Wild Things 2.0 Palaeolithic-Mesolithic Conference 2014 Abstracts | Lithoscapes posters

wild20Abstracts are now available, including two poster presentations from Lithoscapes Archaeological Research Foundation! That’s Paul Preston and me. There’s an exciting line-up of paper presentations with renowned national and international speakers. And a pub.

IMG_4469Unpicking the Palimpsest: A late Mesolithic upland activity area in North East England

Spencer Carter, Lithoscapes Archaeological Research Foundation | p30

This poster will outline the emerging results from on-going analyses of artefacts recorded during a systematic rescue excavation of a typologically Late Mesolithic upland lithic scatter at White Gill, Westerdale on the North York Moors, UK. The excavation and lithic assemblages are described and evaluated, including unequivocal evidence of hearth features with associated, discrete knapping events surrounding them, artefact associations with flat-stones, and a tentative structure. The early results of the lithics analysis are elucidated and reveal the complex lithic chaînes opératoires including the possible expedient use of legacy lithic material, and the possibility that one of the knappers was a juvenile or ‘apprentice learner’.

WGW2000-conjoining-microlithThe poster will also outline interesting evidence for site “pairing” suggested by lithic re-fits between neighbouring sites in the proximity of a palaeolake, the transport of raw materials, including the presence of finished Pennine chert tools. The project therefore affords a rare opportunity to analyse potential coeval activity and mobility over distance. Being the first comprehensive study of its kind in an area hitherto ignored or largely unrecorded, the micro-scale of the analyses described in this poster provides a keyhole view that not only confirms a rich data set, but also opens up new research questions that allow us to begin unpicking a persistent, palimpsestual, complex Mesolithic taskscape in a largely over-looked period and region. It also highlights implicit warnings about the damage that well-meaning or illicit “flinting” activities can wreak on a fragile archaeological record.

IMG_9690Everything We Know is Wrong? The MESOlithics Project: Charging lithics into the Mesolithic Canon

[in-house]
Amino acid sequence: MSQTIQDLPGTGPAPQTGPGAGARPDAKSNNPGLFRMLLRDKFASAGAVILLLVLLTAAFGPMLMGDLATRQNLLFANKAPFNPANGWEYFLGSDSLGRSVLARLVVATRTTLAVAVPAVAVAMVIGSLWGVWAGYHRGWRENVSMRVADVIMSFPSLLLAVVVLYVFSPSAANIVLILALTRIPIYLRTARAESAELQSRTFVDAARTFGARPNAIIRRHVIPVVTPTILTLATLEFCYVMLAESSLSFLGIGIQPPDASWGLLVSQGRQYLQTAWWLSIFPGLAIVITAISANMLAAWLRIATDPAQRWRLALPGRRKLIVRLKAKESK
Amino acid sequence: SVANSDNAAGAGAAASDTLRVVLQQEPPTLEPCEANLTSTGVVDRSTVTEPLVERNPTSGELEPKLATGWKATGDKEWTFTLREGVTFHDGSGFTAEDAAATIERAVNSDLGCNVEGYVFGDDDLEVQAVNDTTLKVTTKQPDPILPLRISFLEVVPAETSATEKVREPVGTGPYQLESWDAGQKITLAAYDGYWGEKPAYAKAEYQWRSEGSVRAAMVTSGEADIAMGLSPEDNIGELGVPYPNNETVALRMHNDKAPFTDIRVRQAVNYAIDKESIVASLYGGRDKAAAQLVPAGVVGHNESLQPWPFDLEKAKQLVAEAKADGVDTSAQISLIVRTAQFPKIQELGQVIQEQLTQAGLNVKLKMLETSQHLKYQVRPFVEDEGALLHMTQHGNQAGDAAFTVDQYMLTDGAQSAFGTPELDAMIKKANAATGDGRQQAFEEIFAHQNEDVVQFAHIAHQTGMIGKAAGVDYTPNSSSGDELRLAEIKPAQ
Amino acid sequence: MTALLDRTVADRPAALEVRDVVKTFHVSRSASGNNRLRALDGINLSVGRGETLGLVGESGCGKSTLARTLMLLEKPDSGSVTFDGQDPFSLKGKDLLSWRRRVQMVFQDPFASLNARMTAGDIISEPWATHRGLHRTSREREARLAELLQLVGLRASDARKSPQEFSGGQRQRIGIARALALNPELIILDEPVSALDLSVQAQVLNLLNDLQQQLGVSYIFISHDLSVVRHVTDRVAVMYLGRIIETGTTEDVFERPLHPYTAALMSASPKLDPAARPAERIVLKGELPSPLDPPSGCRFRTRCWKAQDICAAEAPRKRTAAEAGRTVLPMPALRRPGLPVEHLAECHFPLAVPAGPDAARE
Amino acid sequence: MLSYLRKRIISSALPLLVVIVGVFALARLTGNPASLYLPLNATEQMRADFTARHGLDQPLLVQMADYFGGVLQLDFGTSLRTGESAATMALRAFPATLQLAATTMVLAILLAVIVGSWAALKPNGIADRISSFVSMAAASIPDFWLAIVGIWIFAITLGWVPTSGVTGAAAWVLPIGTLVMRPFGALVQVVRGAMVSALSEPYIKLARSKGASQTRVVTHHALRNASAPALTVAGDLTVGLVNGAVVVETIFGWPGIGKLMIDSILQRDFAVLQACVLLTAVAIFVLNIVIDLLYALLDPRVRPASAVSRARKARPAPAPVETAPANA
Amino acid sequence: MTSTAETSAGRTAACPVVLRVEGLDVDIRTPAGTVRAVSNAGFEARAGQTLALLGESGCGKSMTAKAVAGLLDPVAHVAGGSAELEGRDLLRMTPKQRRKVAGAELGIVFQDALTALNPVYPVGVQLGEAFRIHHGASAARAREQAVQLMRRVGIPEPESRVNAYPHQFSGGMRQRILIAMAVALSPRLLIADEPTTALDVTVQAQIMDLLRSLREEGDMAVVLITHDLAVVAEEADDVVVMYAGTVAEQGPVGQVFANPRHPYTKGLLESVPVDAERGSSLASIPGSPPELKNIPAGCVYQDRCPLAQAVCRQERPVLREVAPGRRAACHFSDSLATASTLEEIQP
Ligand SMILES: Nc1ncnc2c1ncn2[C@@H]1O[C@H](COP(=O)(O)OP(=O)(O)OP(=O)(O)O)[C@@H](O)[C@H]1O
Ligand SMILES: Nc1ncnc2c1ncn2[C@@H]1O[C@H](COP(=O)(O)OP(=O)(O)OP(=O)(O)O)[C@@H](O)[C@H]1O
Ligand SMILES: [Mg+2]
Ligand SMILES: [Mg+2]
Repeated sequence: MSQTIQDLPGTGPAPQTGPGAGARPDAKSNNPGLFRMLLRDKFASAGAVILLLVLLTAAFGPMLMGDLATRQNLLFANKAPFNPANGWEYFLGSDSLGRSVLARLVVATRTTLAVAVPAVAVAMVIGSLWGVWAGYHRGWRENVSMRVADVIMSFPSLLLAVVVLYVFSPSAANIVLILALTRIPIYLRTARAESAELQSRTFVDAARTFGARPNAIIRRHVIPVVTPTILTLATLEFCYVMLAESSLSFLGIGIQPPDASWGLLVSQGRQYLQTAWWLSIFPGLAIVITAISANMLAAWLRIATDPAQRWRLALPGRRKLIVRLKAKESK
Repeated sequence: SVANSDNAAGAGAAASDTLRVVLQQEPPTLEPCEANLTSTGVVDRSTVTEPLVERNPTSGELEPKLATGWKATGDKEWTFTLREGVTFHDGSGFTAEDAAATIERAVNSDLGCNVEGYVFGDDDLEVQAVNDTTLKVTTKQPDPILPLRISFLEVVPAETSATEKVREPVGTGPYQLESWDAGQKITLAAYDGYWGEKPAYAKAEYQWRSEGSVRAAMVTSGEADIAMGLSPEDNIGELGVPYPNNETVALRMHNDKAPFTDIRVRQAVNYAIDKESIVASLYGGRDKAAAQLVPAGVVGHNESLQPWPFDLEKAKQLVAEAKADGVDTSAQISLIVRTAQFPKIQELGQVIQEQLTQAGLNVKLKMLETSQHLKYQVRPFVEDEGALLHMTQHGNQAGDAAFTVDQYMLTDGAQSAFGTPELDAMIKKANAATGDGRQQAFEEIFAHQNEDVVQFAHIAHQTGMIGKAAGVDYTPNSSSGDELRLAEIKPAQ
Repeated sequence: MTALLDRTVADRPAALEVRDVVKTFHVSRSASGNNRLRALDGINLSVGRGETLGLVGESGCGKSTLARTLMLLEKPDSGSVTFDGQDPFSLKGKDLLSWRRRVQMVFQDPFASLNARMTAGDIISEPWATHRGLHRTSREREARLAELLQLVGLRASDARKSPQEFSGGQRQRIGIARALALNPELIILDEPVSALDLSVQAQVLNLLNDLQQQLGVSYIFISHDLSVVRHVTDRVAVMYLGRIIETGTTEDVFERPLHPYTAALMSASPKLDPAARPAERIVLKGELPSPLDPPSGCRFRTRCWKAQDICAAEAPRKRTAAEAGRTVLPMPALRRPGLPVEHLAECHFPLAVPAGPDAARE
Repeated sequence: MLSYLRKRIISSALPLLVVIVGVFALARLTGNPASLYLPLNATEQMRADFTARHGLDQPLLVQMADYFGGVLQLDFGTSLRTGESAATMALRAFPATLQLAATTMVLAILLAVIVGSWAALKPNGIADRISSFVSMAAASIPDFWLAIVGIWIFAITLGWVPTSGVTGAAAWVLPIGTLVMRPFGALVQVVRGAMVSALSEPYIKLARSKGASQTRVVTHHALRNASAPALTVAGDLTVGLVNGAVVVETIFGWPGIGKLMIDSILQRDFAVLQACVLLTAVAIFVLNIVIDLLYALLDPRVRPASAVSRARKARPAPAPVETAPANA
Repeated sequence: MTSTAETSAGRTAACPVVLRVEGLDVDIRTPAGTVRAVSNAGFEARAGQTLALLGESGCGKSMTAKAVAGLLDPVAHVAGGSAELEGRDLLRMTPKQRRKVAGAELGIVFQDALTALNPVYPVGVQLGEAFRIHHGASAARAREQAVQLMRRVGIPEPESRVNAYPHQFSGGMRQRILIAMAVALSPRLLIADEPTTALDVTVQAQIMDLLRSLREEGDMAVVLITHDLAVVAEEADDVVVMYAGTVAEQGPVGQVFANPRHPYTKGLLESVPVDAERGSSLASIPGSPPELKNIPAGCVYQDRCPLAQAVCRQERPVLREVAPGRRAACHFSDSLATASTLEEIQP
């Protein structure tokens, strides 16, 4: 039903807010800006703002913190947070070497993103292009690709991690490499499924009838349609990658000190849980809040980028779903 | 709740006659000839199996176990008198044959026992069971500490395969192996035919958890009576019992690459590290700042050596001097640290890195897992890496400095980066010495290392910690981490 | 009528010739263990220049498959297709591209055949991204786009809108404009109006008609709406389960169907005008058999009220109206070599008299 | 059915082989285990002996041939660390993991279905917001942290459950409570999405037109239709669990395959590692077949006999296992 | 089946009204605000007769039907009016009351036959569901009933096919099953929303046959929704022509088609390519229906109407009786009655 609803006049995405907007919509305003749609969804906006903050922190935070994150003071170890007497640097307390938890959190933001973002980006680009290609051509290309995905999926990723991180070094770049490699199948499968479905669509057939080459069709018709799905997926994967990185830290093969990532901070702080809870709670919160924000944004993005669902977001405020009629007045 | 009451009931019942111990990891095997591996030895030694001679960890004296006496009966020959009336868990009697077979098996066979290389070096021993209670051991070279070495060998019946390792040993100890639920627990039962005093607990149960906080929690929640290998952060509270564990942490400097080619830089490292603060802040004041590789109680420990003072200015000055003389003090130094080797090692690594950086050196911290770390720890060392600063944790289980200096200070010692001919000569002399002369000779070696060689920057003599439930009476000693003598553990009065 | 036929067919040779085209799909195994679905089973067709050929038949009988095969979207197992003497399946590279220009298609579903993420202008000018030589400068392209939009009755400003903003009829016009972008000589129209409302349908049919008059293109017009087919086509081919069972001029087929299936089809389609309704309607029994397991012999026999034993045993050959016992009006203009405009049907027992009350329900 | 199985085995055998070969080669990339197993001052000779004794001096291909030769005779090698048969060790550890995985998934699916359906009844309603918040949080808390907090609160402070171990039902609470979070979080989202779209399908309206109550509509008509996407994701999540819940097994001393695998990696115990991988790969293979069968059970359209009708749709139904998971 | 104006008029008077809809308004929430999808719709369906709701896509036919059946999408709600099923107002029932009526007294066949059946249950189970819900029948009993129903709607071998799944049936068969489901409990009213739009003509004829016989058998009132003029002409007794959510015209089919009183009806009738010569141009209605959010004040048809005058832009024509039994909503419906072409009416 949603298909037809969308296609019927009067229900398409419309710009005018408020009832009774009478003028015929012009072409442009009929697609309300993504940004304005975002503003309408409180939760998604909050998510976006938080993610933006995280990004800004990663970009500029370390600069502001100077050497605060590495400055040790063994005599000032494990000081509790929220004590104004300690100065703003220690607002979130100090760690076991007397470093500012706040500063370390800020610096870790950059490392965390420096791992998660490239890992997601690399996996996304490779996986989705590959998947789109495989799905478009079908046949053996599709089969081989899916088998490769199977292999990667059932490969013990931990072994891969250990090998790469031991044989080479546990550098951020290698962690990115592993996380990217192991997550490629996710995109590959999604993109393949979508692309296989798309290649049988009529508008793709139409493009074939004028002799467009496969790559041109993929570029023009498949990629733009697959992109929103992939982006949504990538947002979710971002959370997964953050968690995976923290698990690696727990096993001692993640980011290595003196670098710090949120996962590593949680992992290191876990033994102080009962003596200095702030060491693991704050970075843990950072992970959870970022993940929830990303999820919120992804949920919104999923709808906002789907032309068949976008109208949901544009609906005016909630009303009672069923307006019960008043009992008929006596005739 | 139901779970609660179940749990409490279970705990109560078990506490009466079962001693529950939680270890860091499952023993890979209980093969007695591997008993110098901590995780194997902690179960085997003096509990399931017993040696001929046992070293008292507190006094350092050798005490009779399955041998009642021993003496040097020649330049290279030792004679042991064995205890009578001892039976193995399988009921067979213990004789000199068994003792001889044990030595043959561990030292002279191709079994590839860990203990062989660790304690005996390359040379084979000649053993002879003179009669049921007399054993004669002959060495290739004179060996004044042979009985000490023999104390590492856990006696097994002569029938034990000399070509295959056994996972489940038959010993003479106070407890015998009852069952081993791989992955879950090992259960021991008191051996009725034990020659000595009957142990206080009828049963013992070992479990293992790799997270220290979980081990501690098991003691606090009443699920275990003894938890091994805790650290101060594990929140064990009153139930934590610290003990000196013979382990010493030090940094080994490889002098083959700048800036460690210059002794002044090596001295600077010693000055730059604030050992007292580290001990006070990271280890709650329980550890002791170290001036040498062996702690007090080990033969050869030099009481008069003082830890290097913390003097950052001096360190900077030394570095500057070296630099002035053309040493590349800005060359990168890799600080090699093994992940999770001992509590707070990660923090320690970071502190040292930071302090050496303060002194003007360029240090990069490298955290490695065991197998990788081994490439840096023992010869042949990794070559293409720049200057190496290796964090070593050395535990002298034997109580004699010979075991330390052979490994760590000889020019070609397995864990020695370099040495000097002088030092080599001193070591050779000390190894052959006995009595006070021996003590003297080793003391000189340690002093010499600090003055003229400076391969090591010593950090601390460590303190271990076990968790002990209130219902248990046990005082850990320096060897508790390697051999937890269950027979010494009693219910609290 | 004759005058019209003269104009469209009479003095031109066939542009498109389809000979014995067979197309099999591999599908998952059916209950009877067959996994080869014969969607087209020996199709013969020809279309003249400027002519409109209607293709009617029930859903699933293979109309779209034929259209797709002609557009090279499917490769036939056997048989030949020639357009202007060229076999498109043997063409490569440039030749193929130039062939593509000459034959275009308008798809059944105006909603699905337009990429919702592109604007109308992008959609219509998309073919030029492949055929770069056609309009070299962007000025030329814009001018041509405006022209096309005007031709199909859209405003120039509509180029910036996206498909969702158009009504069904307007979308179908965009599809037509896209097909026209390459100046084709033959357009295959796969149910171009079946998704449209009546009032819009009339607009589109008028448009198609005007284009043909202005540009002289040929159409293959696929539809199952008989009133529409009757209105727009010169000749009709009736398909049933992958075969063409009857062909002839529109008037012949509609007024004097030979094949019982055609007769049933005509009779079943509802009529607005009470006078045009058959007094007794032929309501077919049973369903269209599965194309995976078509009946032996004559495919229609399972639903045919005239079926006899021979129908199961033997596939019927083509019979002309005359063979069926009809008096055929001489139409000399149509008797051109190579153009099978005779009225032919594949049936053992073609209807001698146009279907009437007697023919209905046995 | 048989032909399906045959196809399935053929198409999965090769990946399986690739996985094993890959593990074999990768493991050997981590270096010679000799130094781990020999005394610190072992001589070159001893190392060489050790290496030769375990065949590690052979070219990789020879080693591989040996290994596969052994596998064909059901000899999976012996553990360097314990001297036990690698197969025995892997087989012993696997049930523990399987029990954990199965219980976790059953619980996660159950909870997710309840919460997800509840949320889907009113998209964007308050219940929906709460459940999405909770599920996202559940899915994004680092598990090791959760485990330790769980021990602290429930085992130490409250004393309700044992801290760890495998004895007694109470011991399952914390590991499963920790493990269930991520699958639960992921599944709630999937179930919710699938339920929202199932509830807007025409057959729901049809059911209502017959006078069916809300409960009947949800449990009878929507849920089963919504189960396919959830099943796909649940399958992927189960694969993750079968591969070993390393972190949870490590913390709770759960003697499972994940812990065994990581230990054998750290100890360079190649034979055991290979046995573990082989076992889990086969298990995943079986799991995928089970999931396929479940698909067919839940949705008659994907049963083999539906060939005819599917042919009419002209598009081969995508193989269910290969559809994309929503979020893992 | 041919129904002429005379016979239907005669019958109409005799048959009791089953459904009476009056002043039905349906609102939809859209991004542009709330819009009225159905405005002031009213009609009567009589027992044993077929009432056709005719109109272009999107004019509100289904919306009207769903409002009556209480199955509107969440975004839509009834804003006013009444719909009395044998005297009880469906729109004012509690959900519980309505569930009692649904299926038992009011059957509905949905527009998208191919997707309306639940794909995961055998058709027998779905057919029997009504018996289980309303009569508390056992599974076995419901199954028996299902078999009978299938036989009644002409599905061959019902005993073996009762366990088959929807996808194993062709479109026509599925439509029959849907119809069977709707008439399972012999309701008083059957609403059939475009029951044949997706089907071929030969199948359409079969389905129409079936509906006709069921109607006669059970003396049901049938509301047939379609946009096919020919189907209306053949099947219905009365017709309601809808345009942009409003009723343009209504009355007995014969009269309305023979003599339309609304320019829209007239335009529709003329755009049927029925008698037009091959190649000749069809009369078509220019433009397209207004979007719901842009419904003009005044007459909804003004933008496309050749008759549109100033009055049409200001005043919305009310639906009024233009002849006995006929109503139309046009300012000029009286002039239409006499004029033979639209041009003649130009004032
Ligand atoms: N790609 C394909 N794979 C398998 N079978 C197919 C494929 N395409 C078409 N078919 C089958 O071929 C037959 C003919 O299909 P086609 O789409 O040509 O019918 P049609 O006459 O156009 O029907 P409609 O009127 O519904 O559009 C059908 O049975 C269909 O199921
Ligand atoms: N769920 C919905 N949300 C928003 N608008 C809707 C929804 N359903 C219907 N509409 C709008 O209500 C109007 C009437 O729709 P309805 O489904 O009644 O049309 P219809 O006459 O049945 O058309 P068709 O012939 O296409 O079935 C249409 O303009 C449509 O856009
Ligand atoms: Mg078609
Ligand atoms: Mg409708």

Paul Preston, Lithoscapes Archaeological Research Foundation | p42

Many researchers have set ambitious goals in attempting to create social narratives from Mesolithic lithic scatters in a landscape context or to derive socio-cultural/stylistic meaning from. While laudable, and recognising the rich debate that emanates from the research, such attempts have been arguably impeded by their reliance upon referential frameworks that fail to integrate adequately their theoretical base with systematic methodologies in support of their conclusions. As a result British Mesolithic studies — and concomitantly the so-called ‘Mesolithic Canon’ — have been hampered by the lack of three fundamental analytical foundations:

  1. a consensus definition of the Mesolithic, its phases and its geographic variation;
  2. an accurate, calibrated, sufficiently granular chronology, and;
  3. an explicitly defined, standardised, replicable lithic analysis methodology and typology.

KnapperThe most important of these is the third: it underpins the other two. However, this issue is especially acute since there are no agreed minimum standards for analysis and there remain a number of incompatible, unsystematic non-technological methodologies. It is therefore difficult to compare assemblages analysed by different lithicists, to derive reliable conclusions from past analyses and literature, and to communicate interpretations with universal clarity. Hence, interpretations tend to be subjective, result in para data rather than meta data, and are difficult to test in a replicable way.